Hummingbirds, known for their agility, brilliant colors, and long bills, are among the smallest birds in the world, ranging in size from about two to eight inches long. Some weigh less than a penny. Special wing anatomy enables hummingbirds to fly forward, backward, and upside down, as well as to hover in one spot. The “humming” sound they produce is made by their rapid wing movements — the wings of some species beat up to 80 times per second!
The great spangled fritillary butterfly graces the fourth butterfly stamp for use on large greeting card envelopes. The stamp art was created on a computer, using images of preserved butterflies as a starting point. The result is a highly stylized, simplified image of a great spangled fritillary rather than an exact replica.
The great spangled fritillary (Speyeria cybele) is named for the silvery spots found on the undersides of its wings. A large butterfly with a wingspan of 2.25 to 4 inches, it is found in all northern states and ranges as far south as northern Georgia in the east and central California in the west. Even though this striking butterfly is a common sight in much of the country, it can be puzzling to identify. Not only are females slightly darker than males, but individuals in eastern populations are more orange in color, while those in western populations are more brown.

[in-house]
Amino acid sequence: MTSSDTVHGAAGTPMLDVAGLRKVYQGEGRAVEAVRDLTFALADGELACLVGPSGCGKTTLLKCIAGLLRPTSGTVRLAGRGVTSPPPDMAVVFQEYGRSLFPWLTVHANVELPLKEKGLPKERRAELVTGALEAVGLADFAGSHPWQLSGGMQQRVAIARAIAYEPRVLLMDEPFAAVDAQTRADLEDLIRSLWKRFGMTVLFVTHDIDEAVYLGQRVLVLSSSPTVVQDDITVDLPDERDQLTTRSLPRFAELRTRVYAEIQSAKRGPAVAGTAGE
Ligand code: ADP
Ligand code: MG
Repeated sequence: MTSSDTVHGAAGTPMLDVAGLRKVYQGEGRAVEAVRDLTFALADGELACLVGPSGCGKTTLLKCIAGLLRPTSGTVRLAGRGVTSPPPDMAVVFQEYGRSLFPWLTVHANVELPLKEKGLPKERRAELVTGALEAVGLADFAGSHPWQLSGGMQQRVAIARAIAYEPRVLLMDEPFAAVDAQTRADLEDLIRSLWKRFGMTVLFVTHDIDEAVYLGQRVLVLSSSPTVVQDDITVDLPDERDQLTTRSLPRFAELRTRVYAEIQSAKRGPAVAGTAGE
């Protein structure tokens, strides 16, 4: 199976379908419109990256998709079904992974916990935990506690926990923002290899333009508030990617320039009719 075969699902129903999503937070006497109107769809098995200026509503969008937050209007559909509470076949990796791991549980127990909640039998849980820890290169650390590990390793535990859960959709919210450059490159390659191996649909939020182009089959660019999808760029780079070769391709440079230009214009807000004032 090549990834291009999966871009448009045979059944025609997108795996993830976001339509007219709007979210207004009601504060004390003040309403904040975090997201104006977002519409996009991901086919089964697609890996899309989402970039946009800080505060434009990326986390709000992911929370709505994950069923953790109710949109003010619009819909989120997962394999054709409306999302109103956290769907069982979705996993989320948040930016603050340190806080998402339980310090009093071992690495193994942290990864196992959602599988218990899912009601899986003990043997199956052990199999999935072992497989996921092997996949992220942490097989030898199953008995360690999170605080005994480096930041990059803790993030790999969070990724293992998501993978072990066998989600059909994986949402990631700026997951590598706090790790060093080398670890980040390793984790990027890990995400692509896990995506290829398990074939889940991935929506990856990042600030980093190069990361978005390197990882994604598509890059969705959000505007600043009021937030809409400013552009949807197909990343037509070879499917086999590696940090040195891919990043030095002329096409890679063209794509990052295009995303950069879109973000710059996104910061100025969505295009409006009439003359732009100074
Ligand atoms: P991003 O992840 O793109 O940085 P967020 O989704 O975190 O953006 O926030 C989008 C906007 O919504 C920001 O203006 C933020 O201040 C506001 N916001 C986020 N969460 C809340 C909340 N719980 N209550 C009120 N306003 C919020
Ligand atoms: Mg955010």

With this striking stamp, the U.S. Postal Service honors one of America’s greatest presidents, Abraham Lincoln.
The stamp features a black-and-white photograph of a close-up view of the statue of Abraham Lincoln by sculptor Daniel Chester French housed inside the Lincoln Memorial in Washington, D.C. The image shown in the stamp is slightly cropped to showcase the President’s rugged facial features cast in marble.
French’s iconic statue enshrines the sixteenth President as he looked during the Civil War. Composed of 28 blocks of white Georgia marble, the statue is an immense 19-foot tall figure. Two of Lincoln’s great speeches — the Gettysburg Address and his Second Inaugural Address — adorn the north and south interior walls of the memorial, reminding visitors of his powerful and universal ideals.
Majestic, graceful, powerful — the Verrazano-Narrows Bridge is a breathtaking sight visible from vantage points in all five of New York City’s boroughs. The bridge celebrates its 50th anniversary in 2014, which the U.S. Postal Service commemorates with this new Priority Mail stamp.
The digital illustration on the stamp captures the grandeur of the Verrazano, not only showing its sheer size and scale, but also giving a sense of the sweeping curve of the double-decker roadway. The artist chose to showcase the bridge at twilight, which offers an interesting play of light and shadow.